Video: Mayo study supports effectiveness of masks and social distancingNov 27, 2020 06:36AM ● By Editor
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With the likelihood that some families still will blend today and over the weekend — despite the recommendations of health experts — Mayo Clinic released the unpublished results of a study they’ve been working on.
The study shows how effective masks and social distancing really are in preventing the spread of the coronavirus.
Guidance at the beginning of the pandemic, Mayo Clinic doctor Matthew Callstrom admits, was confusing.
“Is six feet somehow magical? How much do masks really help?” Callstrom said.
So Mayo Clinic engineered a study to measure the effectiveness of masks and social distancing from a practical standpoint.
“We simulated how people work together, maybe eating lunch together. So we actually measured what that interaction looked like. In terms of particle transmission,” Callstrom said.
Using mannequins distanced at one foot, three feet and six feet apart, researchers measured the amount of respiratory droplets and aerosols when one participant is masked, both are masked, and neither are masked.
The study found masks especially helpful for protecting others.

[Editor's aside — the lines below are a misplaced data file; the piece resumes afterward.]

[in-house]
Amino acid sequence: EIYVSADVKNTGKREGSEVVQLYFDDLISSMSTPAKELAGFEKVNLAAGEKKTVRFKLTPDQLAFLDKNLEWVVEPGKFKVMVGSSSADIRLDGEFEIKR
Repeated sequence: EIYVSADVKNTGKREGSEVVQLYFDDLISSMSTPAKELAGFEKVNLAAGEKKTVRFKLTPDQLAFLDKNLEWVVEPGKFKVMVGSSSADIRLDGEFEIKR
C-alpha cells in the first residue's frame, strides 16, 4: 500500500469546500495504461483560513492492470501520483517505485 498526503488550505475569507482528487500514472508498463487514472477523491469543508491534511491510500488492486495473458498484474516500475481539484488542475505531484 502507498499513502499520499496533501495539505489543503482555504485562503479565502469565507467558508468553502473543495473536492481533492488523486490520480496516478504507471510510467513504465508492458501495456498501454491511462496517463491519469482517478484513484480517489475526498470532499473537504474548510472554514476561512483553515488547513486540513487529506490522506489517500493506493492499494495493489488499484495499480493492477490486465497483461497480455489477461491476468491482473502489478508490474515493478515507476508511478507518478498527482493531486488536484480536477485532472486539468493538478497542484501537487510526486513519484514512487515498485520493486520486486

When the COVID-positive simulated mannequin wears a mask, the amount of exposure on the target is reduced by more than 99%, even at just one foot distance.
Researchers also found masks protect the one wearing them. If the COVID source is unmasked but the target wears one, exposure is still reduced 60% at one foot, and much more with distance.
The study found that "magical" 6-foot distance really is the point at which exposure severely drops off, even without masks. “In fact, if you're wearing a mask and they're six feet away, it's at baseline. So that combination of masking and distancing is very important,” Callstrom said.
Simulations also indicate cloth masks and paper surgical masks are equally effective in protecting against COVID-19.
“There's a lot of confusion about whether or not it's (masking) truly valuable, but we've objectively shown that its absolutely critical,” Callstrom said.
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